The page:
Way back at the start of 2009, Palm shocked the technology world by debuting its new phone operating system WebOS. It provided an incredibly fluid and intuitive touch interface that not only rivalled the iPhone at the time but even surpassed it in many ways. Sadly the software, which debuted on the Palm Pre, never found its way onto a device that did it full justice and, due to delays in it hitting shop shelves and to some ill-judged exclusivity deals, Palm found itself in a spot of financial bother, resulting in HP buying the company.
Now, after a few scares, including HP suggesting it wouldn't use Palm's assets to produce more mobile phones, we have a new phone, the Palm Pre 2, that also debuts the latest version of Palm's OS, WebOS 2.0.
So here we're going to take a quick look at both the new hardware and software and we'll follow up shortly with a full review of both.
The Palm Pre 2, then, is an incremental upgrade from the Palm Pre Plus that itself was a small update to the Palm Pre. It has the same rounded design with a slideout keyboard and the same 3.1in, 320 x 480 pixel display. However, there are some key improvements.
Gone is the curved plastic screen to be replaced by a more hard wearing glass one. This not only will help in terms of resilience but the glass also transmits light better making the display brighter and more punchy despite it using the same panel as the original Pre. The loss of the curved front does detract somewhat from the pebble-like charm of the original Pre but considering its practical benefits, it's a sacrifice we can accept.
One rather unsightly oddity, though, is the hole for the microphone, which is drilled straight through the bottom left corner of the glass – surely it could have been fitted in a gap along the bottom edge.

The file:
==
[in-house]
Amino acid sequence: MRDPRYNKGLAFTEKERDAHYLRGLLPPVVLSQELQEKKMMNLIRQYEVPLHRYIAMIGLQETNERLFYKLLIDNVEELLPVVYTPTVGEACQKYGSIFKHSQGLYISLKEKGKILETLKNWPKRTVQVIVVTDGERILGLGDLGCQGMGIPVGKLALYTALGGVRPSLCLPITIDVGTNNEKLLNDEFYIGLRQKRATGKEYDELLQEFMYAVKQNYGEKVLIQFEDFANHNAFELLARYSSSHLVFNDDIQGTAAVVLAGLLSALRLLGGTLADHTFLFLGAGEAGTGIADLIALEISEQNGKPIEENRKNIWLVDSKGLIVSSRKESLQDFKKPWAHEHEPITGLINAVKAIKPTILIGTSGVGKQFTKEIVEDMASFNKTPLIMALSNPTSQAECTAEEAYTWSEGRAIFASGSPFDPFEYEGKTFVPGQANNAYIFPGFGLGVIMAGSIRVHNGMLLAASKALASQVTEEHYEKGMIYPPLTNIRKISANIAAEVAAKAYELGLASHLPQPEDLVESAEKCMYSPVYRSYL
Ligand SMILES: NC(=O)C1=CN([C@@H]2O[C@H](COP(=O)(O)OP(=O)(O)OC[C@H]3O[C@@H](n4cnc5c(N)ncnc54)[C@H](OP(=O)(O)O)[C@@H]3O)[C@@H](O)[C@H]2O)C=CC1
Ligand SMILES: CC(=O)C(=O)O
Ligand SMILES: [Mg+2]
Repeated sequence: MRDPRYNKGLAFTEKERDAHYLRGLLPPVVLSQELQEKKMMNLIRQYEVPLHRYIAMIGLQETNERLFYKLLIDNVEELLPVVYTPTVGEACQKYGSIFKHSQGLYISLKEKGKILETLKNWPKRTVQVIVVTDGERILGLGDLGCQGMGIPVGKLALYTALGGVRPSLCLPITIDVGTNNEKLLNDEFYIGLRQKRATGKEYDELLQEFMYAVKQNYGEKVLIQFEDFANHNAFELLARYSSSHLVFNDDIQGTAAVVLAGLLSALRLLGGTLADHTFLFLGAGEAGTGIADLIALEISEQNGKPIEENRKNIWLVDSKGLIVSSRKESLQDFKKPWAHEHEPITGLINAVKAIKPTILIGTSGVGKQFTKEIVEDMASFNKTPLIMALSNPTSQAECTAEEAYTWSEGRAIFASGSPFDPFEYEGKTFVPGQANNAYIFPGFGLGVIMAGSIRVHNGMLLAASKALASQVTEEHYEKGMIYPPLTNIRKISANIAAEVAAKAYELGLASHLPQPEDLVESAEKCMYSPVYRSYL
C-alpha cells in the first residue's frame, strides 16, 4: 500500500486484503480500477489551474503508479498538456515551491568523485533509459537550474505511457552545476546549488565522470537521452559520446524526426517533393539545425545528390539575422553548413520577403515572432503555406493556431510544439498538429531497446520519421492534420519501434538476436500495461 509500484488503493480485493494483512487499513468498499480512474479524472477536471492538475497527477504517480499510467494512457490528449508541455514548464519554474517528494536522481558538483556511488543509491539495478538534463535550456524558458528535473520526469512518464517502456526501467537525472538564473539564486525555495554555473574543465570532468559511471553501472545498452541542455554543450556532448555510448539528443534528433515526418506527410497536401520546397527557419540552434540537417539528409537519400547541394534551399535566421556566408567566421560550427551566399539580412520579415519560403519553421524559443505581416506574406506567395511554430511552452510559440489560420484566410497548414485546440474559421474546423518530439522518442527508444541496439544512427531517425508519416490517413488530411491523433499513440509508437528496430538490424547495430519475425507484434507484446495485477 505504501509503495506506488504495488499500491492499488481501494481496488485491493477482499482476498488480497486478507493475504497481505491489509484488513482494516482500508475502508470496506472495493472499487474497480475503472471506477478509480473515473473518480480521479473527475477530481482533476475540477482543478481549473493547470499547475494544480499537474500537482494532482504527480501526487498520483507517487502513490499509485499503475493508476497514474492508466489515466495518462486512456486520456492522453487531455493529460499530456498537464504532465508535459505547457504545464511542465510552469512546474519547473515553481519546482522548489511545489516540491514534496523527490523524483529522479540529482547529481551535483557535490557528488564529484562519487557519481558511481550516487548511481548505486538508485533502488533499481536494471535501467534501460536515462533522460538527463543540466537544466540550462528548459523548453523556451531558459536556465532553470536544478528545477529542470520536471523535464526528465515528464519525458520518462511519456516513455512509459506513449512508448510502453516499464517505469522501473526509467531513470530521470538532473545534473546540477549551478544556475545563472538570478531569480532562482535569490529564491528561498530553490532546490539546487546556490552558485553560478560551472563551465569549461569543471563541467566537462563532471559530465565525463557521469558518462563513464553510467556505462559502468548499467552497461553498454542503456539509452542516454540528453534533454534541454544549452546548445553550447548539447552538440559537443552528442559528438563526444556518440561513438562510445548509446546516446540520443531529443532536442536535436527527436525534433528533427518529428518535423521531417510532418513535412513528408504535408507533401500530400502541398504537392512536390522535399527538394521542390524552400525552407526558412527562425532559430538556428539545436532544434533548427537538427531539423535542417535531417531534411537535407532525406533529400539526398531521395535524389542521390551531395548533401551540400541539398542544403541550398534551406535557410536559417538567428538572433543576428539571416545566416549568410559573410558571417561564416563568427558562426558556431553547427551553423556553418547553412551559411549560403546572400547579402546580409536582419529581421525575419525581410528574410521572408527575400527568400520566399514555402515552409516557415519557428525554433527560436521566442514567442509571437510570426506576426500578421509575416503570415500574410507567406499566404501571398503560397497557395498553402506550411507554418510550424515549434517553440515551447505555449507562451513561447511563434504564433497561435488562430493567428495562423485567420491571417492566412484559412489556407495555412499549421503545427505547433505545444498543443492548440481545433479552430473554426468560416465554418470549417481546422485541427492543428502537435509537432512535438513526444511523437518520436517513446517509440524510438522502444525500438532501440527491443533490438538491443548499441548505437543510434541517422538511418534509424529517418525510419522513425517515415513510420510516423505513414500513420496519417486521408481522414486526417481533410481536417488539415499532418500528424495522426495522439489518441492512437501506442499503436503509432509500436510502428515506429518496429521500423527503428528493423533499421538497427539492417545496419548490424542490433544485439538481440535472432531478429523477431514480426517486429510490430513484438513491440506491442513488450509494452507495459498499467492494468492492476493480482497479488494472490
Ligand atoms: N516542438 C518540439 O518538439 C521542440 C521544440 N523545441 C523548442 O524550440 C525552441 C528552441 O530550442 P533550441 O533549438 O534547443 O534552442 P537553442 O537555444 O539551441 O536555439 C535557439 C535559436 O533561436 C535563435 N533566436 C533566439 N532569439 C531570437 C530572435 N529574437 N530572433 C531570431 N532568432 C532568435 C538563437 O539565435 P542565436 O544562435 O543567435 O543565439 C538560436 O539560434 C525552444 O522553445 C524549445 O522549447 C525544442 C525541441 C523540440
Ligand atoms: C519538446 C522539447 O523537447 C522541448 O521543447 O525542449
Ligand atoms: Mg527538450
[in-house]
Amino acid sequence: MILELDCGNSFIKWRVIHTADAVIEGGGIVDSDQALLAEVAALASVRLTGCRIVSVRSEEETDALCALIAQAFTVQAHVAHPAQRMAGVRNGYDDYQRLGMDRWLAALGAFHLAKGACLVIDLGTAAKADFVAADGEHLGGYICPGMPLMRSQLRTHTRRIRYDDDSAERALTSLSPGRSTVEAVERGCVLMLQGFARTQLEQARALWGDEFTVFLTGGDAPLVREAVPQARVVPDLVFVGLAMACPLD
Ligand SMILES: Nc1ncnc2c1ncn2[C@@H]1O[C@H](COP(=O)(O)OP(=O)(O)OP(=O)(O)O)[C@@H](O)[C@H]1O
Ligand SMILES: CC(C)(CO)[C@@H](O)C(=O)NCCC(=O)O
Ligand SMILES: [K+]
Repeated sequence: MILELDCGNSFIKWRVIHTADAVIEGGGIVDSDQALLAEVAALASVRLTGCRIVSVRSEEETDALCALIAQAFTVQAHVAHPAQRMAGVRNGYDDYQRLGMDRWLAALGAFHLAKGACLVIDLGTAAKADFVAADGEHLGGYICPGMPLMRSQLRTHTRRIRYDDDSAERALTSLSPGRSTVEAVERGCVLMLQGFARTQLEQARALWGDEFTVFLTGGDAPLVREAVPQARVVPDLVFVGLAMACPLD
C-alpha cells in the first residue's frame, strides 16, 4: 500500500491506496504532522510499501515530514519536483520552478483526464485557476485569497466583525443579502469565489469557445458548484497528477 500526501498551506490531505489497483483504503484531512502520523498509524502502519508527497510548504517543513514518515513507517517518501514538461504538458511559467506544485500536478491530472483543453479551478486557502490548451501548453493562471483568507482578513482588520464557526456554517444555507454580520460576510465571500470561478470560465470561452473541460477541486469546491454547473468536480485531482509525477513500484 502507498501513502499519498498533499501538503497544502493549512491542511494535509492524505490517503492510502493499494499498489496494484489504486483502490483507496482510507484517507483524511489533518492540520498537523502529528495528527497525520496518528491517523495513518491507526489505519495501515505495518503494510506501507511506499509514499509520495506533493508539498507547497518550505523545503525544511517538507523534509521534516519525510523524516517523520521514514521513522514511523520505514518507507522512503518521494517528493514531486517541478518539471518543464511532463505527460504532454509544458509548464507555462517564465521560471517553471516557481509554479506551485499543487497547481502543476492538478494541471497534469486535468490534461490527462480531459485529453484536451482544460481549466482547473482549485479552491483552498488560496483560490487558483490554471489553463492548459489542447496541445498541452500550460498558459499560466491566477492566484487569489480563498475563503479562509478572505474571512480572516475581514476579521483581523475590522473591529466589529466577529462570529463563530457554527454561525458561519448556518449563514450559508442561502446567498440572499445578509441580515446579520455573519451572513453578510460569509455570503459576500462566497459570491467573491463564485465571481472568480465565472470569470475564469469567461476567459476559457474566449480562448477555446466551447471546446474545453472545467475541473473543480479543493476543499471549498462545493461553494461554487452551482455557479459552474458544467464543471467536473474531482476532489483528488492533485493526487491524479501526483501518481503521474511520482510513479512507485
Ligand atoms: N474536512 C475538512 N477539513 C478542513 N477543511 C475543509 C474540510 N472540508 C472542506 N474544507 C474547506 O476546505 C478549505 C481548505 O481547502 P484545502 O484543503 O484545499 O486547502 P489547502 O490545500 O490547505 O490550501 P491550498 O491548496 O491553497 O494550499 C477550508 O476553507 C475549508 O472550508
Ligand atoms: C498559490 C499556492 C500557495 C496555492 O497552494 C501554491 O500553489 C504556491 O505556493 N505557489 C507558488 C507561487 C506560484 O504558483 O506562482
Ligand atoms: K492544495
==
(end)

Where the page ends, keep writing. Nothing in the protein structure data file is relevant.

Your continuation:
The same soft-touch plastic that was used on the optional TouchStone back cover of the original Pre has now been used to cover the entire body of the phone and it's all the better for it. The glossy finish of the previous device was slippery, prone to scratches, and showed off fingerprints with aplomb.
The wireless charging TouchStone technology is now integrated into the standard backplate so you can simply place the phone on a TouchStone charger and it will start charging – no need to plug anything in. However, the TouchStone charger is still an optional extra.
A microUSB socket on the right edge serves both charging and data syncing purposes. Unlike the original Pre it isn't covered by a plastic flap.
A volume rocker is on the left edge while up top is the power button/screen lock button alongside a hardware mute switch – very useful – and a headphone jack.
Slide the phone open and there's a large self portrait mirror on the back while the keyboard is revealed at the front. The same slightly small rubber keys of the Pre Plus appear to have been used so those with larger fingers may find it a struggle to use accurately. However we had few problems and indeed found the layout to be excellent, though as ever we still found it slower than using an onscreen keyboard, something that still isn't available on WebOS.